Activism, Changeology, Equality, Freedom, Human dignity, Justice, Leadership, Motivation, Personal meaning, Stories from life, The world around us

Being remembered brings Hope!

Sorry for the delay in getting this post out. As those of you who have been following me know I am in the country of Timor Lest now and the internet here is a bit dodgy :-).


Today I met a superstar. He drove into the parking lot in his blue mini Moke (like a dune buggy). It had shiny chrome role bars that matched the color of his greying hair. His handshake was firm and his smile winning as he, in a warm baritone voice greeted me with a friendly, “Bom Dia”. And while he seemed like an ordinary citizen, short of stature and slight of build, José Ramos-Horta was something considerably more.

Timor Leste had been a Portuguese colony for more than 400 years. When it received its independence in 1975 young José had played an important role in the independence movement. One might have expected then that, when after a few months Indonesia invaded and annexed Timor Leste, young Ramos-Horta would be called to also play a role in the in the new independence movement. Instead he was sent away by the country’s leaders, called upon to serve as Ambassador for the Timorese to the world. It was a difficult time for the young man. His task was a lonely and seemingly hopeless one.

Only after nearly twenty-five years of exile he was able to return home to a free country. On his return he was amazed at all the people who recognized him and wanted to shake his hand as a hero. Believing that it should be the ones who had stayed behind and fought battles on the homeland who should be welcomed in such a way, now middle aged José asked why he had been greeted so. The answer came, “Because you gave us Hope! When we thought the world had forgotten us we would hear your voice on the radio pleading our cause and we knew that we could hold out a little bit longer. Thank you!”

For his efforts in the peace process that ended the war with Indonesia and gained Timor Leste its independence, José Ramos-Horta was awarded, together with the Catholic Bishop of Timor Leste, the Nobel Peace prize. He went on to serve his country as Prime Minister and President. And since his ”retirement” from public service in his homeland he has served as a UN Special Representative to Guinea Bissau and more recently on a committee to evaluate the UN Peacekeeping force.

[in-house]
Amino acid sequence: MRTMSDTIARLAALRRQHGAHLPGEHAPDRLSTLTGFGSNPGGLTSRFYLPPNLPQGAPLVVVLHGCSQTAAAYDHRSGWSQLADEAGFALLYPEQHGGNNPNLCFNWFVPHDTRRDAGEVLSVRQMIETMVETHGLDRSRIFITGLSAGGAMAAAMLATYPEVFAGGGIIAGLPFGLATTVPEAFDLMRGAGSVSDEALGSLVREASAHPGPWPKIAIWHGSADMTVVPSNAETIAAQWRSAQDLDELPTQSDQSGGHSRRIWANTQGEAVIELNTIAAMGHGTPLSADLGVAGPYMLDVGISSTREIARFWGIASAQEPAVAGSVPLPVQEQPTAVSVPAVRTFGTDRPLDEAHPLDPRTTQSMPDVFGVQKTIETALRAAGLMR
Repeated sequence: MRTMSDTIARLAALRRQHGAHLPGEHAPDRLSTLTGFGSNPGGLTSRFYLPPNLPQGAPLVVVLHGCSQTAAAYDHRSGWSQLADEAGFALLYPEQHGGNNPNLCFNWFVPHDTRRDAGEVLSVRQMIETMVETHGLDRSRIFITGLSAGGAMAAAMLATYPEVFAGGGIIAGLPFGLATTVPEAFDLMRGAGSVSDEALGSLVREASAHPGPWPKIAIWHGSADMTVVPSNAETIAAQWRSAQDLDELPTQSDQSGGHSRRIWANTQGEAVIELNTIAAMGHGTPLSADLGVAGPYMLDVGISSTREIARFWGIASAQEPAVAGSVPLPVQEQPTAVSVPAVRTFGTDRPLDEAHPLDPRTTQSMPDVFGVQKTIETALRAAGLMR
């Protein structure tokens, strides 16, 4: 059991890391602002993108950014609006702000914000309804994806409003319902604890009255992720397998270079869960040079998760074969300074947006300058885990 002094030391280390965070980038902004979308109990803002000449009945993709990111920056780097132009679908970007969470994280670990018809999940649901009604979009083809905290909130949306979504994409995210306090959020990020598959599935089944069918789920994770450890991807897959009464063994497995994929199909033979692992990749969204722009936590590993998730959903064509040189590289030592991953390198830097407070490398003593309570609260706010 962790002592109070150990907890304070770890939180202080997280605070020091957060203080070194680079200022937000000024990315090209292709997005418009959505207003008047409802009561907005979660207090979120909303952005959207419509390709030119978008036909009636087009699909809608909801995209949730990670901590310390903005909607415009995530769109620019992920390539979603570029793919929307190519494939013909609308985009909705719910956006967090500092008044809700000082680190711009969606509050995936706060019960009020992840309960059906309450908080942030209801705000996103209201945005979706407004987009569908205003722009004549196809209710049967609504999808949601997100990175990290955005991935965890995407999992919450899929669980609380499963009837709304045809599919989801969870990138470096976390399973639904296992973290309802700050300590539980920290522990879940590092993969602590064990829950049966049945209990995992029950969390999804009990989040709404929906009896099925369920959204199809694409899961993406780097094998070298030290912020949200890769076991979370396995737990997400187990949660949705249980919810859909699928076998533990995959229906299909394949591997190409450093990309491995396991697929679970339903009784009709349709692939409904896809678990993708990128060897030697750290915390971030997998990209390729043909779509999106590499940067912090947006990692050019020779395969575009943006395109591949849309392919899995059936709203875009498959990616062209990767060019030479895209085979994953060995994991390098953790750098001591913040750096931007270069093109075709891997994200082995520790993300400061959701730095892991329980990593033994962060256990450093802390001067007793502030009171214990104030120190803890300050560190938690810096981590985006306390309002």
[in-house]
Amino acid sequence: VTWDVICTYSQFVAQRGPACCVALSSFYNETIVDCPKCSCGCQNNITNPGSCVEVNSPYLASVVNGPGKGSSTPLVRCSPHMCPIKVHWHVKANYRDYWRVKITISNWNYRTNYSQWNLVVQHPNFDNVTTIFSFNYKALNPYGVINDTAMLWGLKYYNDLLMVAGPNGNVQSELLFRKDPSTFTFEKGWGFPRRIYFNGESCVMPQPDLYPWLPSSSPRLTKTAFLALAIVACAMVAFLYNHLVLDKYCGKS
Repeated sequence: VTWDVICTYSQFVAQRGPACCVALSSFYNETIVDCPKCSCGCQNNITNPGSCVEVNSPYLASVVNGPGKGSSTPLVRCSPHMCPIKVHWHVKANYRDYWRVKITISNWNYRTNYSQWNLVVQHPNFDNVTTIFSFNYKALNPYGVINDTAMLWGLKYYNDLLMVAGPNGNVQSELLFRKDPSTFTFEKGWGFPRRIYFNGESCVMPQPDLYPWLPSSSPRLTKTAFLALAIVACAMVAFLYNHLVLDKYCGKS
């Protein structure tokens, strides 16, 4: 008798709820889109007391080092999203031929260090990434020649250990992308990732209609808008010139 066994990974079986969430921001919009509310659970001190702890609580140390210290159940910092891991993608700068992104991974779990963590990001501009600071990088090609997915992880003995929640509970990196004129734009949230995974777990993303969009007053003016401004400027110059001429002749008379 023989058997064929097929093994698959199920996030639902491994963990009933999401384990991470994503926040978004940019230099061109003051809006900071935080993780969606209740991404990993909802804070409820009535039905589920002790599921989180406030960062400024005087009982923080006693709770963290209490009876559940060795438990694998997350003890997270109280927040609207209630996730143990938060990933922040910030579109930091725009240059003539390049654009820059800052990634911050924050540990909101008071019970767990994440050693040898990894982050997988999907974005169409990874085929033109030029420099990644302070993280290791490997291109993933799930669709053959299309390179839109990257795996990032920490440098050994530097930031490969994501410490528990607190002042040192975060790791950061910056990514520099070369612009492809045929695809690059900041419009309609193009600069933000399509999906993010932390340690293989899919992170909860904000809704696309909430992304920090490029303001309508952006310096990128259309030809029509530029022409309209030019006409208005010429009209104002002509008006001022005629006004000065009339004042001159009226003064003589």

From the parking lot I led him to the hall where he would be speaking. I don’t remember all that he said, but his main message was – When everything seems impossible. When you feel as though your courage and strength will fail. Remember, there is still is Hope. Never give up Hope!”


Cultural diversity, Equality, Human dignity, Human Rights, Justice, Leadership, Personal Development, Perspective

Two man-mindedness

Yesterday I suggested that cultivating the classical virtues of Temperance, Prudence, Fortitude and Justice might go a long way toward promoting peaceful co-existence between people. Today I’d like to promote another classical virtue; Ren. While yesterday’s virtues can be traced back to ancient Greek and Rome, today’s comes from China.
The Chinese character, Ren looks like this in Mandarin – 仁. The character represents a human being with two strokes indicating two people; you and me. The concept has to do with a person trying to see things from her own perspective and simultaneously from another’s perspective; two man-mindedness. In modern day language, empathy. But two man-mindedness goes a step further than empathy; feeling another’s pain or emotions. It also entails being fully in tune with one’s own emotions at the same time.
The Confucian philosopher, PC Chang introduced this concept to the United Nations Human Rights committee tasked with the job of writing a document that would delineate the normative structure of Human Rights; what would become the UN Universal Declaration of Human Rights. He proposed that the idea of two man-mindedness was a Confucian way of looking at the underlying principle of all Human Rights, namely Human Dignity.
So, along with the classical cardinal virtues from yesterday, I propose that cultivating, Ren, or two man-mindedness could be a useful tool for helping us all to get along better :-).

Activism, Changeology, Cultural diversity, Equality, Freedom, Freedom of Religion or Belief, Human dignity, Human Rights, Justice, Leadership, Minority Rights, Personal meaning, Stories from life

A tribute to India’s greatest leader

He came from humble means, but went on to become a giant of a man, inspiring millions, especially those at the bottom of the social and economic ladder. He studied abroad earning several advanced degrees. He was a lawyer and the main author of the Indian constitution. Think you know who he is?

His name, Bhimrao Ramji Ambedkar. While Mohandas Gandhi (a contemporary of Ambedkar)is the Indian most non-Indians admire, it is Ambedkar the 100+ millions of Dalits, or untouchables, of India recognize as India’s greatest hero, towering far above Gandhi.

In recognition of his greatness I’d like to share with you some of Ambedkar’s quotes.

  • Unlike a drop of water which loses its identity when it joins the ocean, man does not lose his being in the society in which he lives. Man’s life is independent. He is born not for the development of the society alone, but for the development of his self.
  • I like the religion that teaches liberty, equality and fraternity.
  • I measure the progress of a community by the degree of progress which women have achieved.
  • Equality may be a fiction but nonetheless one must accept it as a governing principle.
  • In India, ‘Bhakti’ or what may be called the path of devotion or hero-worship plays a part in politics unequalled in magnitude by the part it plays in the politics of any other of the world. ‘Bhakti’ in religion may be a road to salvation of the soul. But in politics, ‘Bhakti’ or hero-worship is a sure road to degradation and to eventual dictatorship.